The commands used are:

mvn release:prepare


mvn release:perform

With these, just as in my make-based setup, binaries are uploaded to the configured location and docs are uploaded to where ever they should go live.

In Java land, it's completely normal to have your project broken down into N small self contained libraries. Such libs do not need a fancy release announcement or anything like that. Thus such libs can and do get released at what some might consider an alarming rate, minutely, or hourly, for example. This is made possible by the total automation of the release process. After living in this environment you can not go back, hence going to the trouble of emulating it in make for the firmware.

The linux/C process might look like this if it were done the same way:

  • Generate a debian archive
  • Upload the .deb to the debian repo
  • Automatically apt-get install the lib as required based on declared dependencies in your build setup.

Unfortunately C/C++ stuff isn't quite as simple as Java stuff when it comes to shared libraries. Still, from an application stand point, which is what this thread is for (Hi Mike!, Hi Sean!), the same type of process can be followed and the release quality can be held very high indeed.


Author:  Fred [ Thu May 02, 2013 12:01 am ]
Post subject:  Re: How Software Releases Should Be Done!

I hereby open the floor to comments and questions. Comments from experienced devs and questions from anyone else :-)

Author:  andg [ Thu May 02, 2013 9:09 pm ]
Post subject:  Re: How Software Releases Should Be Done!

I'm using Travis to perform automated build tests which notify inside of our development chat. Github has hooks that allow the pull requests to have a comment from the continual integration service. It builds the environment and reports if the tests passed, failed, or erred. This allows the code release manager (me) to know if the quality is worth reviewing or not. Our last dozen builds have all failed due to changes in their configuration. I now have to tell it what database to have available to it, and the caching server. Travis is free for open projects, so you might want to think about it. Plus they sent me coffee for Christmas.

This continual integration testing service is crucial for ensuring the test automation happens in our environment and it is performed by an unbiased third party that creates the build environment from scratch every build.

Author:  Fred [ Thu May 02, 2013 9:46 pm ]
Post subject:  Re: How Software Releases Should Be Done!

You're the second person to go off-topic with the CI/unit-testing/integration-testing stuff. This is purely about releases ONCE you've decided that things are good enough to release and that it's the right time, and there is some specific point to releasing. :-) CI and testing is another topic, to be covered another day, in another thread. For that I've used Hudson and Jenkins in the past and will use Jenkins again in future.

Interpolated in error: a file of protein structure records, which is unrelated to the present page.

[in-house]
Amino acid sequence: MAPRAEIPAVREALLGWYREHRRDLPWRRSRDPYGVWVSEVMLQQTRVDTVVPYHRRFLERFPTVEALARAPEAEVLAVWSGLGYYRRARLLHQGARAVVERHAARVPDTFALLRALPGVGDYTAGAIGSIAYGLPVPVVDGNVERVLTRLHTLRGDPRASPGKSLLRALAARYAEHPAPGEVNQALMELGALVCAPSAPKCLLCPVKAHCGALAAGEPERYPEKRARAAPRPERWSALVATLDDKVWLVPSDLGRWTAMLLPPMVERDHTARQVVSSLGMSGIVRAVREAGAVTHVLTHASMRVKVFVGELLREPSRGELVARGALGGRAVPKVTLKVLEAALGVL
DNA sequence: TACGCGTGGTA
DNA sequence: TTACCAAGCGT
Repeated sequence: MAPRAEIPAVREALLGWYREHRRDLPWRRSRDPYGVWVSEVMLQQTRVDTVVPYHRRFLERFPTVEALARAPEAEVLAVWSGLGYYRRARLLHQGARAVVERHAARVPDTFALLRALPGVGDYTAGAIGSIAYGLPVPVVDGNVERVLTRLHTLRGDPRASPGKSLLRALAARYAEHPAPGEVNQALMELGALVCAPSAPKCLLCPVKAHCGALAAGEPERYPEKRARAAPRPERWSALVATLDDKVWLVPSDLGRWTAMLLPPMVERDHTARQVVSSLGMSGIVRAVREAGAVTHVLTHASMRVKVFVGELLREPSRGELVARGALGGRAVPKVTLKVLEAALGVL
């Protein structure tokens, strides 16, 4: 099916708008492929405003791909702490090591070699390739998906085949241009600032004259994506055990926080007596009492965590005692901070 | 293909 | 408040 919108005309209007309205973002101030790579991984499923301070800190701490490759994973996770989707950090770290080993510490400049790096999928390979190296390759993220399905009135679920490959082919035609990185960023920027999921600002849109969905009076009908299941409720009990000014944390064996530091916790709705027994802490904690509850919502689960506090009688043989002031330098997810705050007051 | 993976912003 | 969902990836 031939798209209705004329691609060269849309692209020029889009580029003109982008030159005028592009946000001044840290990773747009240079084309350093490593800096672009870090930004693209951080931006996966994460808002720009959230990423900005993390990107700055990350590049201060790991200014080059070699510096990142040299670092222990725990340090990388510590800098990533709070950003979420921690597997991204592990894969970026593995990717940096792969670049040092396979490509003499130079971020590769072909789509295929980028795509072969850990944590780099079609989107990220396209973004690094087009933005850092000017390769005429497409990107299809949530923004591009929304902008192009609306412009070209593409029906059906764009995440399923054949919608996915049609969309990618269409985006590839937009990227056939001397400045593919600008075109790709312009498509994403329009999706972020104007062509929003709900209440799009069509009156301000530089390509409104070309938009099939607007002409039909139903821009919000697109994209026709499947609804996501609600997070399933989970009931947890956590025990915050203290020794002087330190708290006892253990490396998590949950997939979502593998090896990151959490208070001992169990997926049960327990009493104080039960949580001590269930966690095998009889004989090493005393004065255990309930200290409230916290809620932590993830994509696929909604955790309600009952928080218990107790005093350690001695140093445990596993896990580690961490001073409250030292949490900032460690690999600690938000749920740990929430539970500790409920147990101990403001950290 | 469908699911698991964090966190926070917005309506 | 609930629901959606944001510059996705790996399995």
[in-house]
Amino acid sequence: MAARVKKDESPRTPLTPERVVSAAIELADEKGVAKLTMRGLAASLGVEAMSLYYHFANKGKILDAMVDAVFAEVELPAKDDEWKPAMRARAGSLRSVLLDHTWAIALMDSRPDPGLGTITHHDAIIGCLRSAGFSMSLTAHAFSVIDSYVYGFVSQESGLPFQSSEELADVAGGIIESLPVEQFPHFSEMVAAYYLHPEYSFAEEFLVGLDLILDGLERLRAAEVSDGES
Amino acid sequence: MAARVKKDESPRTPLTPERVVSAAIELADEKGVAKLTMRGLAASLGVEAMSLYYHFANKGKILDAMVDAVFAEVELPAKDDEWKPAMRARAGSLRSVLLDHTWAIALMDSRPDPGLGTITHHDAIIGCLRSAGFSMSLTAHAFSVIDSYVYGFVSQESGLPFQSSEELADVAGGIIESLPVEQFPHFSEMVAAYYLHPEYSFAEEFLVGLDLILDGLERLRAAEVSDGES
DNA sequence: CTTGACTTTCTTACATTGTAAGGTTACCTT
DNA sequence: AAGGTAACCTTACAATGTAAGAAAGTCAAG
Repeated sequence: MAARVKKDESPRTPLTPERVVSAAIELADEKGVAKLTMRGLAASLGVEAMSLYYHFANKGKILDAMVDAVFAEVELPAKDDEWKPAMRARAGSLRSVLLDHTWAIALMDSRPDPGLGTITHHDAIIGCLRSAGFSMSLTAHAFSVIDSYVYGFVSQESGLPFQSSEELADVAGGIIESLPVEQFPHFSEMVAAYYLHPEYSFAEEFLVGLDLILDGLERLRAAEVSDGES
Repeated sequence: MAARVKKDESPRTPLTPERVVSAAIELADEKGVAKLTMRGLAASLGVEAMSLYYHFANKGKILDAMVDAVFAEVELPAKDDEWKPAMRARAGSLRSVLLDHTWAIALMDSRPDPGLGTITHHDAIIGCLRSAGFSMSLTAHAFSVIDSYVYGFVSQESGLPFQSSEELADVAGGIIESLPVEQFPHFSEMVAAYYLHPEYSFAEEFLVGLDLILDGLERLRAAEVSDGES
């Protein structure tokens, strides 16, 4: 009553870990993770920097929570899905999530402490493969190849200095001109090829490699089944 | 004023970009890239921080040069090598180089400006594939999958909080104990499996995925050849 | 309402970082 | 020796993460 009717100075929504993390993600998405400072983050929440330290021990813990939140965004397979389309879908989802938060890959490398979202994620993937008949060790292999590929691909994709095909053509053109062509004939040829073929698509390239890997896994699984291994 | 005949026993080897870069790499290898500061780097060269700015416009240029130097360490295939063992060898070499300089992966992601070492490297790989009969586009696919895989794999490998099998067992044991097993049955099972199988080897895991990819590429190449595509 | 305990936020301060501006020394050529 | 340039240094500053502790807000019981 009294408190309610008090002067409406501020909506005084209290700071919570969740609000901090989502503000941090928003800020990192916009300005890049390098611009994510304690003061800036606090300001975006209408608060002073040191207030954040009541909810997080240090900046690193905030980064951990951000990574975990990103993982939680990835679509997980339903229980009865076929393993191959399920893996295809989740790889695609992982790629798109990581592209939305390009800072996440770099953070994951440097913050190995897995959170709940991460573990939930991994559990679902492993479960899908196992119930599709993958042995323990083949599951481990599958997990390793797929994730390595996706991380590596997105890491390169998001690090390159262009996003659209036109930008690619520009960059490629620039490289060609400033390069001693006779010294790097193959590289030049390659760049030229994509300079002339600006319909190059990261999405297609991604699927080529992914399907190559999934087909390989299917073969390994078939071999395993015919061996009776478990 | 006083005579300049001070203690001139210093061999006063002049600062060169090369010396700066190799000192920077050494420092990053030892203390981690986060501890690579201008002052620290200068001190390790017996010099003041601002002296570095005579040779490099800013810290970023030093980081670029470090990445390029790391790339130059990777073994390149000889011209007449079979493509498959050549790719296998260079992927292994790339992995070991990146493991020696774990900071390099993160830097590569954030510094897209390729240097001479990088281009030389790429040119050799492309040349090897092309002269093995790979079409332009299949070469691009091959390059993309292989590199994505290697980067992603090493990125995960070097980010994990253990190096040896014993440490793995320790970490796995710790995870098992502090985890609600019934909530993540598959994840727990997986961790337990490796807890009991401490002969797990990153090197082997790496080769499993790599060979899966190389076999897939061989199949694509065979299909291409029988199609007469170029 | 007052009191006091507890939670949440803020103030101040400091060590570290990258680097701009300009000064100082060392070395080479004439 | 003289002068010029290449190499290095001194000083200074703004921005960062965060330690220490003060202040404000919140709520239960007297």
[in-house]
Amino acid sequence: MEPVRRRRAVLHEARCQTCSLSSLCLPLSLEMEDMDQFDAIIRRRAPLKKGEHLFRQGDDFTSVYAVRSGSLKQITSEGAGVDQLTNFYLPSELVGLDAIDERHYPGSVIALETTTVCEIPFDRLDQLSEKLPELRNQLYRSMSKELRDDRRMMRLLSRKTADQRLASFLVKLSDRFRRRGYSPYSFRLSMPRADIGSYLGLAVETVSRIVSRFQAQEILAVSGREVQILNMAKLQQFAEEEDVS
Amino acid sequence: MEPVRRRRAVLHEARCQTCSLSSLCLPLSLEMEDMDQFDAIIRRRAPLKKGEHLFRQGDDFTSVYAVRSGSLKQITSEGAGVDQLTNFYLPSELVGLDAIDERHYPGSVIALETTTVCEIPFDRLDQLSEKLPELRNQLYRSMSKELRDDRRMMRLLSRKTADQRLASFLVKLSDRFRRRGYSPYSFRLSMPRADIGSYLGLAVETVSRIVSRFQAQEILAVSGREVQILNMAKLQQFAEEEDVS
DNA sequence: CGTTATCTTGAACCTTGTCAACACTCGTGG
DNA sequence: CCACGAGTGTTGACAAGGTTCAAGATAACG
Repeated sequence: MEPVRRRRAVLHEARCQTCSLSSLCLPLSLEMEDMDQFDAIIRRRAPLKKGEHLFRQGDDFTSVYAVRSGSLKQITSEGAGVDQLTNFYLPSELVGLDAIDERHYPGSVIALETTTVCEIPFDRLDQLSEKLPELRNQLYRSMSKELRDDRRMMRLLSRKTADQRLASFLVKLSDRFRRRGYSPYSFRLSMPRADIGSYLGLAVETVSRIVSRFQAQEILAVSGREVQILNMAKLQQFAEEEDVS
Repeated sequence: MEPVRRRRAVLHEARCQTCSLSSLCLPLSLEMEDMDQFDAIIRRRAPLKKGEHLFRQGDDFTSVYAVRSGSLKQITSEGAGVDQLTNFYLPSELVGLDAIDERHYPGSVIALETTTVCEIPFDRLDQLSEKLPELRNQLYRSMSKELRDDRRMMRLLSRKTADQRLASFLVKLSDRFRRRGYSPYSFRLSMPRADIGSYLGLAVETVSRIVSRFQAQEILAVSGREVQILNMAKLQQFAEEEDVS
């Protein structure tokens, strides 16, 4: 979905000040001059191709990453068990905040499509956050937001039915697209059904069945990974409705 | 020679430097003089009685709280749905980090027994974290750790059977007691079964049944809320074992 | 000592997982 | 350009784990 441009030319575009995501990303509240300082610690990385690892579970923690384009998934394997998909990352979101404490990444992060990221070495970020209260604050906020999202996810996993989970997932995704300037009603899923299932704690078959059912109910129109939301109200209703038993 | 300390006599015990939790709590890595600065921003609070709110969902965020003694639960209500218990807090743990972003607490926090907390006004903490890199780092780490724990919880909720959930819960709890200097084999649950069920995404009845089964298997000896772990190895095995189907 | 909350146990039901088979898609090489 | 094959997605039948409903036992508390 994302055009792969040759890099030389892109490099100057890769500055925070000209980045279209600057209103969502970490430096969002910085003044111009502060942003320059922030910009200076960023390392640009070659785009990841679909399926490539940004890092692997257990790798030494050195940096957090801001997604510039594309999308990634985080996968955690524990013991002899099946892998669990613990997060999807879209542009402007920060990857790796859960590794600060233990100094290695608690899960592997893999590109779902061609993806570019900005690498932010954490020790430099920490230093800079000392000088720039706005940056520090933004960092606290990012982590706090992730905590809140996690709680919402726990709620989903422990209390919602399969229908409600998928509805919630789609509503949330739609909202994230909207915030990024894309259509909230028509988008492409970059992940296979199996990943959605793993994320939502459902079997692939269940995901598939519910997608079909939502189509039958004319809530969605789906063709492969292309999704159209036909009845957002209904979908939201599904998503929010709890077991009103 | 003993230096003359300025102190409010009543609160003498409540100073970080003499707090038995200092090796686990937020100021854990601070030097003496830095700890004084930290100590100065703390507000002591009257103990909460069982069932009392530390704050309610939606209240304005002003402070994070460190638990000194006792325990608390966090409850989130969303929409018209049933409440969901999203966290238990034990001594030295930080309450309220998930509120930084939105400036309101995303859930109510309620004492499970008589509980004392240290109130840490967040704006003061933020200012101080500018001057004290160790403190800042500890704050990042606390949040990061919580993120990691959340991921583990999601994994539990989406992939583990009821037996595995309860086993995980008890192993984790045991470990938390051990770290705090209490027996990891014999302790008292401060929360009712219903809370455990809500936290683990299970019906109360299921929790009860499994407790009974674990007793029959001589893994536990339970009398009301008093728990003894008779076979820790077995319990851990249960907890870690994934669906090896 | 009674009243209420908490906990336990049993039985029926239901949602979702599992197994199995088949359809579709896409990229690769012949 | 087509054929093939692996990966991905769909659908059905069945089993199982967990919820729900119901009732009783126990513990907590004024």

Author:  andg [ Thu May 02, 2013 9:56 pm ]
Post subject:  Re: How Software Releases Should Be Done!

CI is off topic from a release standpoint excluding the fact that I use the CI as part of ensuring the test suite has passed. There may be a better way of doing it, but I use the CI to ensure release steps 4 and 5, and because there is no difference in test automation for me than what I use for pull request validation. Additionally, you can set up your test suite to include performance tests and have those run through the inclusion of a flag. I like to do performance benchmarks before release, and have those performance benchmarks constant throughout the release schedule. Only way to do a performance benchmark is on a clean environment, with a consistent amount of capacity.

Oh, and my release schedule is 2-5 times a week, so that plays into why I have a CI server assisting me with my release management.

Author:  Fred [ Thu May 02, 2013 10:08 pm ]
Post subject:  Re: How Software Releases Should Be Done!

Yep, fair enough :-) Still, points 4 and 5 were "do this" not how to do this. I guess the examples don't hurt.

Author:  Fred [ Thu Jun 06, 2013 10:33 am ]
Post subject:  Re: How Software Releases Should Be Done!

It seems that the more I exist, the more I stumble across people simply "doing it wrong". Recently some the people doing it wrong thought they'd have a vote on changing their wicked ways. Sadly, despite best efforts in several corners of the ring, the vote failed, and the majority of idiots decided they'd continue making multiple binaries with the same name until one was good enough. I reiterate, idiots. No matter what they've done in the past, this behaviour is absolutely unprofessional and unacceptable. I let them know that I had better things to do with my time than try to educate them (for example taking a piss) and went on my merry way. I was thinking about the entire concept of "burning versions" (their justification for doing what they do) and all I could conceive of was the literal interpretation, so I came up with some images, and dumped them into IRC for everyone's amusement. Shared here as extremely relevant to this thread.

(11:18:47) fredcooke: I've been thinking about this "burning versions" terminology recently.
(11:19:04) fredcooke: The only thing I could come up with in my mind that made any sense at all was a literal interpretation.
(11:19:37) fredcooke: As such, I decided that it would be *MUCH* more useful to spend some time learning the Gimp than to try to educate my peers.
(11:19:47) fredcooke: May I proudly present version 1.0.0:


(11:20:40) fredcooke: Not satisfied with 1.0.0, there were more iterations, sadly, they didn't make the grade, so the next publicly released version was 1.1.7:


(11:21:01) fredcooke: Still not happy, I had a few more stabs at it, and came up with 1.2.13:


(11:21:34) fredcooke: Unfortunately, I didn't really like that either. I kept working on it, and came up with 1.6.2:


(11:21:57) fredcooke: As you can imagine, quite a few versions were "burned" between 1.2.13 and 1.6.2, RIP, versions.
(11:22:31) fredcooke: Frustrated with my previous efforts I really focused on the task at hand, and am now very happy to officially announce 2.0.0 of my masterpiece:


(11:23:08) fredcooke: Unfortunately, development has ceased as I was issued a warning from the Society for Cruelty to Versions.
(11:23:11) fredcooke: Thank you for your time.

May I reiterate: